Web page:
Not all High Court decisions have expanded the power of the Commonwealth. Examples of cases where the High Court has ruled against the Commonwealth are:
1948 The Bank Nationalisation Case
During the war, using the defence power of Section 51 (vi), the Chifley Labor government legislated to allow the Commonwealth Bank to purchase or nationalise the private banks. After the war, it sought to continue control over the private banking system. This prompted the High Court challenge that found that Chifley’s act was invalid.
1951 Communist Party
In 1950, the Menzies Government passed a Bill to outlaw the Communist Party. The Communist Party immediately challenged this in the High Court. The High Court ruled against the Commonwealth. Menzies then held a referendum seeking to give the Commonwealth powers to make laws in respect of Communists and Communism. The proposal was not carried.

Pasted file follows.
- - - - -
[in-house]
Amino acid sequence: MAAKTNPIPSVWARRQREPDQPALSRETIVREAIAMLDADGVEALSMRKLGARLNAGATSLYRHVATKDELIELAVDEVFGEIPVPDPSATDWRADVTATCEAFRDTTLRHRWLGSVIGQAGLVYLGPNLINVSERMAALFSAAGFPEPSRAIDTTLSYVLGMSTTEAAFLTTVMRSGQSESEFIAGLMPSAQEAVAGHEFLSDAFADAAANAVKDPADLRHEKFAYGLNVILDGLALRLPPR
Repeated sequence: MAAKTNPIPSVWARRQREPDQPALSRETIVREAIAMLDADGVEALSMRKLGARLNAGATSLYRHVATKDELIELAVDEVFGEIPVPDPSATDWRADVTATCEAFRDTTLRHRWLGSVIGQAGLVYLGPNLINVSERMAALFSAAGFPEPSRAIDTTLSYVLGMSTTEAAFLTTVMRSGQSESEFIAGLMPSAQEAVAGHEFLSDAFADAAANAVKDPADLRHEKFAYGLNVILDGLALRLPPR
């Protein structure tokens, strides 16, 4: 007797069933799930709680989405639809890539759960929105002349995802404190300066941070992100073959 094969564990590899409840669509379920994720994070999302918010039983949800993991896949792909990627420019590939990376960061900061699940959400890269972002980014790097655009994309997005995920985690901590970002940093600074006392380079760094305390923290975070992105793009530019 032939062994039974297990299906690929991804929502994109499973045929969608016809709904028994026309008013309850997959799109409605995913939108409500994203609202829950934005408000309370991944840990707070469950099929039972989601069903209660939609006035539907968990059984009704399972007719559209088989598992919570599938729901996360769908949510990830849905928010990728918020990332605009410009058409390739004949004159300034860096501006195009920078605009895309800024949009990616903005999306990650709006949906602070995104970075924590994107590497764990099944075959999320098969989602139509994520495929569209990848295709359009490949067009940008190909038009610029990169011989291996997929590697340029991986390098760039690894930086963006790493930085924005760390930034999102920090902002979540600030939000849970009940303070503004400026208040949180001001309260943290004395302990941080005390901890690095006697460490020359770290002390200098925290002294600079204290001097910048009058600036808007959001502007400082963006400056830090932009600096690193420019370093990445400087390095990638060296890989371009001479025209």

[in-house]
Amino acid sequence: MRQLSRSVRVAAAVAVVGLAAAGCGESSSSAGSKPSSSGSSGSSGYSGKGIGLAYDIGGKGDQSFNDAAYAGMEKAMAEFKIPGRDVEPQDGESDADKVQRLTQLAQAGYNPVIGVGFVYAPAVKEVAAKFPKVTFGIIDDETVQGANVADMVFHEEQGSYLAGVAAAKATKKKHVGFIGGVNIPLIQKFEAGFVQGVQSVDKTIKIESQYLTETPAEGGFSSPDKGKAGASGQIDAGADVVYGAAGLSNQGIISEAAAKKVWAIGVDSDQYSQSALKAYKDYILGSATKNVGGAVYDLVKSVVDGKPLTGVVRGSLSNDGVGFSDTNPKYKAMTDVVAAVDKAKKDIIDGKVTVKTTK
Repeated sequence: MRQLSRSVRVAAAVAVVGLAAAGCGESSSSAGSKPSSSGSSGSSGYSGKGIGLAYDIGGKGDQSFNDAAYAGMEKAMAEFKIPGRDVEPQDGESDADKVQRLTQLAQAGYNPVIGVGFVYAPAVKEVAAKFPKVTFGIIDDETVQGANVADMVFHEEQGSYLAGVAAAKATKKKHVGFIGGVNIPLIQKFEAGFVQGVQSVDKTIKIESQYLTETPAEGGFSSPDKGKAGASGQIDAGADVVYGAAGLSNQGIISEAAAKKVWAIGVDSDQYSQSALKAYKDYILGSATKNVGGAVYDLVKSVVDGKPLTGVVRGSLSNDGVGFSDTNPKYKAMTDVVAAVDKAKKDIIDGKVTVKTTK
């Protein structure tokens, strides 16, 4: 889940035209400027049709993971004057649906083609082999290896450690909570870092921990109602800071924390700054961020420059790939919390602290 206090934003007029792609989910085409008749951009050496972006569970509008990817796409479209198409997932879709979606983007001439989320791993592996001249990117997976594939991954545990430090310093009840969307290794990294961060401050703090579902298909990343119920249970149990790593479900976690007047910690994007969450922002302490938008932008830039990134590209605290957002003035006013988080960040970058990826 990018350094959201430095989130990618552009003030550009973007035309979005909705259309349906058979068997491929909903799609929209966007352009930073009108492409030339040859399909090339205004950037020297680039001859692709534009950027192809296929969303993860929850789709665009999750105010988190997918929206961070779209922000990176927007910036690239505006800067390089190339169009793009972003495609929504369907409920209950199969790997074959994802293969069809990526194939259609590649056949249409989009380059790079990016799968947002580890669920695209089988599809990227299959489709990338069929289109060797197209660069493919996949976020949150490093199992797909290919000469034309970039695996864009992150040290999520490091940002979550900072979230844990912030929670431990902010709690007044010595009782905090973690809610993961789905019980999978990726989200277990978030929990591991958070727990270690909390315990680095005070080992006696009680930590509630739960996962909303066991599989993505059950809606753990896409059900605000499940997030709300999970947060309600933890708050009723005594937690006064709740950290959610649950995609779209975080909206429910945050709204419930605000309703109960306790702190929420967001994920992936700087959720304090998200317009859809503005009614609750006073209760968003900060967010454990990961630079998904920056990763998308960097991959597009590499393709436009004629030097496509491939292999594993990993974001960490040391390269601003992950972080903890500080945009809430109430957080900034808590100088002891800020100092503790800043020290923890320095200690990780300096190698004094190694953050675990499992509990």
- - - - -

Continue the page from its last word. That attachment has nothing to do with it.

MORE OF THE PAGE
1992 Political Advertising
In 1992, the High Court brought down a decision in Australian Capital Television v Commonwealth that pioneered an implied guarantee of freedom of political speech in the Constitution. The court overturned a Commonwealth law that banned the broadcasting of paid political advertisements outside of allocated quotas on radio and television during Commonwealth and State elections. The High Court found against the Commonwealth arguing that Australian citizens must have the freedom to discuss public affairs, political and economic matters, and matters relating to the system of government, including the right to criticise federal institutions.